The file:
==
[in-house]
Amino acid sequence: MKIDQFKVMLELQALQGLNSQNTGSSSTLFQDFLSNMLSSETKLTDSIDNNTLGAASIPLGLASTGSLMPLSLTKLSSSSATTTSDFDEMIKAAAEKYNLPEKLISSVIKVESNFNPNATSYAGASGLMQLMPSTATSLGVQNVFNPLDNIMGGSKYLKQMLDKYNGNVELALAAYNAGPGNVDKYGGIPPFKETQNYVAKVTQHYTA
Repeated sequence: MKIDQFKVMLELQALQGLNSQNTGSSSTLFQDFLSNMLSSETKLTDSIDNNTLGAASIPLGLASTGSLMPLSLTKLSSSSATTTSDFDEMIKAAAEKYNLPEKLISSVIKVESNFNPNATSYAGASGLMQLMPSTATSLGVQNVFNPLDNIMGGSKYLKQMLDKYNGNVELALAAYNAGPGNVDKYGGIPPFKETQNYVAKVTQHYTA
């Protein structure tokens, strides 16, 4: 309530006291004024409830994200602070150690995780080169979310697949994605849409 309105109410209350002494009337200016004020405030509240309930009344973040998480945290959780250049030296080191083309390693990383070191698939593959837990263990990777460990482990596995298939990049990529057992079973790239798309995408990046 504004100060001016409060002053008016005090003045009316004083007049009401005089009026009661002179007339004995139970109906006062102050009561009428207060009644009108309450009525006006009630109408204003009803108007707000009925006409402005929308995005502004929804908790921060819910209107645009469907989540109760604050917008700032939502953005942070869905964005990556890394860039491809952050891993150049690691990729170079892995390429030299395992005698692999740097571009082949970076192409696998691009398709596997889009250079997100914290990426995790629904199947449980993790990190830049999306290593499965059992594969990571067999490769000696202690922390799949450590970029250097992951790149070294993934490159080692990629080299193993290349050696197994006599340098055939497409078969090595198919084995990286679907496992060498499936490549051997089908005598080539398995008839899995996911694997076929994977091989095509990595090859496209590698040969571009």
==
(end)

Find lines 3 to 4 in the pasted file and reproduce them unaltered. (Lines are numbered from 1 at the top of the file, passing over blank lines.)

Repeated sequence: MKIDQFKVMLELQALQGLNSQNTGSSSTLFQDFLSNMLSSETKLTDSIDNNTLGAASIPLGLASTGSLMPLSLTKLSSSSATTTSDFDEMIKAAAEKYNLPEKLISSVIKVESNFNPNATSYAGASGLMQLMPSTATSLGVQNVFNPLDNIMGGSKYLKQMLDKYNGNVELALAAYNAGPGNVDKYGGIPPFKETQNYVAKVTQHYTA
């Protein structure tokens, strides 16, 4: 309530006291004024409830994200602070150690995780080169979310697949994605849409 309105109410209350002494009337200016004020405030509240309930009344973040998480945290959780250049030296080191083309390693990383070191698939593959837990263990990777460990482990596995298939990049990529057992079973790239798309995408990046 504004100060001016409060002053008016005090003045009316004083007049009401005089009026009661002179007339004995139970109906006062102050009561009428207060009644009108309450009525006006009630109408204003009803108007707000009925006409402005929308995005502004929804908790921060819910209107645009469907989540109760604050917008700032939502953005942070869905964005990556890394860039491809952050891993150049690691990729170079892995390429030299395992005698692999740097571009082949970076192409696998691009398709596997889009250079997100914290990426995790629904199947449980993790990190830049999306290593499965059992594969990571067999490769000696202690922390799949450590970029250097992951790149070294993934490159080692990629080299193993290349050696197994006599340098055939497409078969090595198919084995990286679907496992060498499936490549051997089908005598080539398995008839899995996911694997076929994977091989095509990595090859496209590698040969571009």